Well. There's nothing my kids (and I'm including Steve in that this time) love more than a ski day. And it seems, there's nothing that they'll let get in the WAY of a scheduled ski day. Including, say, a blizzard! And so we found ourselves early in the morning, some of the only people on the mountain. It was cold, and terribly windy, as evidenced by the red cheeks and frosty beards that were coming in for a quick warm up from time to time. But inevitably, they'd get only warm enough to tolerate a little more. "This is the best skiing day of my whole life!" I heard from more than one. And our exchange, from near the Alps, declared it pretty awesome too. Ani was in a bit more than I think she usually is, though she loved the skiing too, and we improvised some Blackout Poetry with some other littles with the copy of Taproot I happened to have in my purse (blackout poetry on a page of bread recipes is a funny thing).
We stayed late, the skiing so fabulous (or so they told me over and over again when I suggested we leave), until nearly the mountain closing time. Judging by the forecast Steve had diligently checked, we were timing it right to hit a pause in the storm. Ahem. Forecasts, we do know, lie. Lifelong Mainers, this we know! Quickly I realized that all that blackout poetry was a metaphor and prediction for exactly what would happen on the drive home, except in white. First, we couldn't see the mountain from the road (the last photo above), and then barely the car in front of us, and it wasn't long before, under our breaths in the front of the car full of kids and skis, Steve and I turned to each other and said, "what are we doing??" The final stretch of road home, we realized, would be impassable, and the main roads we were on, were roads we needed to get off and quickly - before we went off them without intending to. Our simple forty minute drive home from the mountain was not going to happen, and that was clear a mere five minutes in. A bit of a scramble, and logistics arranging and we were soon seeking refuge in a friends house nearby, which of course turned into a sleepover as the storm raged outside (yes, we showed up at a friend's house with eight hungry, stinky people! Oh what kind of a thank you hostess gift could possibly make up for that?). A neighbor checked on our house, where nothing was going on, all the animals tucked into their warm and cozy spot to ride out the storm. Which, hmnn...is perhaps what we should have done. And what I'm certain we'll do next time.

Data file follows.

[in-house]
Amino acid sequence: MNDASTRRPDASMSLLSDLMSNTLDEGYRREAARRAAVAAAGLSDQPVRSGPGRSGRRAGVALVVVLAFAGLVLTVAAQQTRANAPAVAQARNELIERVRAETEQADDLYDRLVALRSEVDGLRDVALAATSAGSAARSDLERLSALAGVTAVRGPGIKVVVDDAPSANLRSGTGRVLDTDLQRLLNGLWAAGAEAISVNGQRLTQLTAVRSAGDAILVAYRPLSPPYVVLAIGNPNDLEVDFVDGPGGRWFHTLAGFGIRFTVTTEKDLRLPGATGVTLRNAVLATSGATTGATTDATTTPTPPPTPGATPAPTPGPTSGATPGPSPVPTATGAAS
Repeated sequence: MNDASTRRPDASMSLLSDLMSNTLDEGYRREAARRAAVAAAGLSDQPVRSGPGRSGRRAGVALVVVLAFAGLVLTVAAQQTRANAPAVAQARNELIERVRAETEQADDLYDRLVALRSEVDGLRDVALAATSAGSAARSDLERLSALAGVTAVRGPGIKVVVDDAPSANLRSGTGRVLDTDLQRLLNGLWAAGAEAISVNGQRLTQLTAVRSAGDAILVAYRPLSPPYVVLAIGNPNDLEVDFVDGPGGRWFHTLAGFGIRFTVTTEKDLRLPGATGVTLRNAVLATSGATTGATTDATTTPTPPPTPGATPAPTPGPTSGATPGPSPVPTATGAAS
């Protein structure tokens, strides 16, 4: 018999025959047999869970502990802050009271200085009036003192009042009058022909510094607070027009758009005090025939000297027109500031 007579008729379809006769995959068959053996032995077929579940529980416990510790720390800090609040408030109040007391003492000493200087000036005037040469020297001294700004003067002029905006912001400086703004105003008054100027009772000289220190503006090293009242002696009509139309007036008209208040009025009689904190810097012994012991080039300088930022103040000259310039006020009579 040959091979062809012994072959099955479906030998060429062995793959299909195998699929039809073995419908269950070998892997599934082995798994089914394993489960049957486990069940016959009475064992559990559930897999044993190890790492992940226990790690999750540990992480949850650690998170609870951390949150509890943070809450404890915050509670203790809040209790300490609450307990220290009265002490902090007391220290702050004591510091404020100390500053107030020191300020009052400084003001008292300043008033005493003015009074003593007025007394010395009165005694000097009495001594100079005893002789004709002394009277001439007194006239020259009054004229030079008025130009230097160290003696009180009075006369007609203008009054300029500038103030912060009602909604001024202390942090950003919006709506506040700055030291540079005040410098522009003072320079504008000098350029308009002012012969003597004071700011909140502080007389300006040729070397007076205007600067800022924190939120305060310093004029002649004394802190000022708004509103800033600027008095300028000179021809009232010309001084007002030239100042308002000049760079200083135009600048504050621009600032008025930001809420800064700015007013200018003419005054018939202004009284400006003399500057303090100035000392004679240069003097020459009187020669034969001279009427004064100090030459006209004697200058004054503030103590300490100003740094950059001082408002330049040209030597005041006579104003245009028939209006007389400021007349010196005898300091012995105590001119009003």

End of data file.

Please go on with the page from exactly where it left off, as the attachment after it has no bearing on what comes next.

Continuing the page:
But then...as I say this safely from the warmth of home....to the kids it was nothing but a grand and wonderful adventure. Best ski day of their lives. And an impromptu sleepover with friends. I have no doubt, we'll be hearing this story of our foolish adult decision for years and years to come.